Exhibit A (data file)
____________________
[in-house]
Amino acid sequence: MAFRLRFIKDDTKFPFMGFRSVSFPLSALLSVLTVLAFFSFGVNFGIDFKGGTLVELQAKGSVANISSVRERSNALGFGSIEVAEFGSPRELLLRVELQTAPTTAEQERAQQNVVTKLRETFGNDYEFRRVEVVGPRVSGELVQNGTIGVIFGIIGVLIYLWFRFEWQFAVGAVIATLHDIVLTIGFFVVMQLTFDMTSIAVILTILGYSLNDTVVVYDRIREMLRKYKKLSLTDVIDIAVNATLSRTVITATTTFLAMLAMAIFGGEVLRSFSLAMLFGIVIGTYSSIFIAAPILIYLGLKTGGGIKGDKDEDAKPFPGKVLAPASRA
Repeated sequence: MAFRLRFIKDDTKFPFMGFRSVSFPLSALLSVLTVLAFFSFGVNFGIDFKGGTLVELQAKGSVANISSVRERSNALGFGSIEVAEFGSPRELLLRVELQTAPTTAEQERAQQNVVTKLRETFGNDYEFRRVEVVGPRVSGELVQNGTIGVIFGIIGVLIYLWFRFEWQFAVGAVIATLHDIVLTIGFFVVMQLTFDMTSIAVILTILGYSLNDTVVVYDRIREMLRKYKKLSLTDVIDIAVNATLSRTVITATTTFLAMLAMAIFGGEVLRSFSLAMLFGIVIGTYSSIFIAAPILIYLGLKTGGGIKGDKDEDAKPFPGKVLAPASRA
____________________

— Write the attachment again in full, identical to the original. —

[in-house]
Amino acid sequence: MAFRLRFIKDDTKFPFMGFRSVSFPLSALLSVLTVLAFFSFGVNFGIDFKGGTLVELQAKGSVANISSVRERSNALGFGSIEVAEFGSPRELLLRVELQTAPTTAEQERAQQNVVTKLRETFGNDYEFRRVEVVGPRVSGELVQNGTIGVIFGIIGVLIYLWFRFEWQFAVGAVIATLHDIVLTIGFFVVMQLTFDMTSIAVILTILGYSLNDTVVVYDRIREMLRKYKKLSLTDVIDIAVNATLSRTVITATTTFLAMLAMAIFGGEVLRSFSLAMLFGIVIGTYSSIFIAAPILIYLGLKTGGGIKGDKDEDAKPFPGKVLAPASRA
Repeated sequence: MAFRLRFIKDDTKFPFMGFRSVSFPLSALLSVLTVLAFFSFGVNFGIDFKGGTLVELQAKGSVANISSVRERSNALGFGSIEVAEFGSPRELLLRVELQTAPTTAEQERAQQNVVTKLRETFGNDYEFRRVEVVGPRVSGELVQNGTIGVIFGIIGVLIYLWFRFEWQFAVGAVIATLHDIVLTIGFFVVMQLTFDMTSIAVILTILGYSLNDTVVVYDRIREMLRKYKKLSLTDVIDIAVNATLSRTVITATTTFLAMLAMAIFGGEVLRSFSLAMLFGIVIGTYSSIFIAAPILIYLGLKTGGGIKGDKDEDAKPFPGKVLAPASRA